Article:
Maybe we are doing it all wrong here. Or maybe we are doing it right for us. As our number falls on the charts we must think of these questions: Are our students dumber now days? or, Is the rest of the world smarter? My thoughts are of this. When I was a student, I was held to a high standard. I would have to meet that standard or I would face certain consequences. I do believe we have lost that standard and that pride. When talking to a coach about kids playing hockey in Pennsylvania compared to kids playing in my local city in Florida I told him this, “The difference between kids playing hockey in Pennsylvania and here; The kids in PA are held to a higher standard. They have the same amount of ice time and problems you face here. The coaches just hold them accountable for everything.” If there were an organized game between the Johnstown Warriors mite (ages 7-8) program vs my local mite program, Johnstown would win. If the Johnstown mites were to play the local Squirts (ages 9-10) Johnstown would probably win too. The reason I say this is, it’s not because of ice time or touches, its about accountability. This is not a knock or ding on the coaches in here, but more of a, don’t be afraid to hold them accountable, nudge. Every coach and teacher should embrace this for athletes and/or students. They can take it. They need it. They want it. There is also a big difference in social and economical upbringing too that plays in favor of the steel mill city. Johnstown, PA is nothing like the beach area I live in. Where there should be beaches, there are mountains. Where there should be a bright sun, there are grey overcast clouds. What they do have in common is amazing people with great friendly attitudes. When talking about hockey, they also share the same problems we face here, one county owned rink from the late 1950’s managed by SMG that was updated in 2002 and 2015 with help from Kraft and the Tampa Bay Lightening. What’s really cool about the rink is that is is a War Memorial for all soldiers from the area covering all wars. It is a great way to keep a rink in the area.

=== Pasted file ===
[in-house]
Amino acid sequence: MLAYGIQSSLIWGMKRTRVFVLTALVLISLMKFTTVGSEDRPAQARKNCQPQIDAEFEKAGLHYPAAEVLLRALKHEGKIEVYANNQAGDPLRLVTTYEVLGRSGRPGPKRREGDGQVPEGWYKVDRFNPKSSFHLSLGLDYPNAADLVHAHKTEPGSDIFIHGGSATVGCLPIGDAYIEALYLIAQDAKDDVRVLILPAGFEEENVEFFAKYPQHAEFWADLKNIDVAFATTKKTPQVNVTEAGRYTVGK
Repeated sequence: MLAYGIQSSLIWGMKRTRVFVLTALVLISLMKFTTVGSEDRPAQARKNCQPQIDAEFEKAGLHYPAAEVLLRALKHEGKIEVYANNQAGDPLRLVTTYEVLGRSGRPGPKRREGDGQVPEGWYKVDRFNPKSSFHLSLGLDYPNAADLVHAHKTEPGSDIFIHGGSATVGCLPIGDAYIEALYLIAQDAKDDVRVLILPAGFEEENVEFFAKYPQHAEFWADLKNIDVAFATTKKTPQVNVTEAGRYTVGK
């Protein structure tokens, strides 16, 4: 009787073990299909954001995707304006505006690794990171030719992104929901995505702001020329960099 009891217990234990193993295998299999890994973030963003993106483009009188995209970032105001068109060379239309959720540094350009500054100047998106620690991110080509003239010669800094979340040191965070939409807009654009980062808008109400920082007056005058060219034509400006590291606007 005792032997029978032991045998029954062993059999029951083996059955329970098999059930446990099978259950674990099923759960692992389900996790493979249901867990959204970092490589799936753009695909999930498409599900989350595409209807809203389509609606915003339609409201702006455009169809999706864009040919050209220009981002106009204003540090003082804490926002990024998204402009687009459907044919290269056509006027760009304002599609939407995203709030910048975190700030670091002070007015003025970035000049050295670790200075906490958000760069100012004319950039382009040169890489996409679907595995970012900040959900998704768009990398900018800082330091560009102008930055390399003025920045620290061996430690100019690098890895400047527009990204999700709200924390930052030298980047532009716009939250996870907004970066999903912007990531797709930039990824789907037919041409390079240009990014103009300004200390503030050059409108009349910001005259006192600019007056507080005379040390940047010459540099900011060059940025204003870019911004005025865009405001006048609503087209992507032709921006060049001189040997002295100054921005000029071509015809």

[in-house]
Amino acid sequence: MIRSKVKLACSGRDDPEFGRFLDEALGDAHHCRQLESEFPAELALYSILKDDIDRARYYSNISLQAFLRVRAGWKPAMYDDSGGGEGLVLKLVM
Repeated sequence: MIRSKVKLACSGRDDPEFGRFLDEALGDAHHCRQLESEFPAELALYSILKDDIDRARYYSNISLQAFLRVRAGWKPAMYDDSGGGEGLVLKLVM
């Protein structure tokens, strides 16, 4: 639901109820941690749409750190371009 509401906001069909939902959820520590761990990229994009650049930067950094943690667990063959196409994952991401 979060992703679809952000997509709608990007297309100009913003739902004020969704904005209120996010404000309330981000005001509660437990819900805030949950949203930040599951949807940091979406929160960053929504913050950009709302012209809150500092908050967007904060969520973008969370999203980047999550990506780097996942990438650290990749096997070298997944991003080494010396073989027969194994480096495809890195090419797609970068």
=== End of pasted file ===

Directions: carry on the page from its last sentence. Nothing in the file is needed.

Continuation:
Johnstown was the backdrop for the 1970’s movie “Slapshot.” The movie focused around a hockey team in a dying steel mill town and them wanting out before the team folds and the mill shots down. And Johnstown is just that. It is a beautiful but dying steel mill town with a lot of pride. Americana at its core. The town has Pride like you wouldn’t believe. It is a hockey town with a steel mill in it. The adults work in the town. The kids play in the town. They are warriors to their bones that carry the pride of the town in their hearts. You can learn so much about a town from watching their children play a simple game like hockey. Kind of like how you can learn a lot about a country, when you look into their educational system.
Progressive Education in America:
10 distinctive features of the Japanese education system that made this nation the envy of the world. (n.d.). Retrieved November 30, 2019, from http://worldpopulationreview.com/countries/education-rankings-by-country/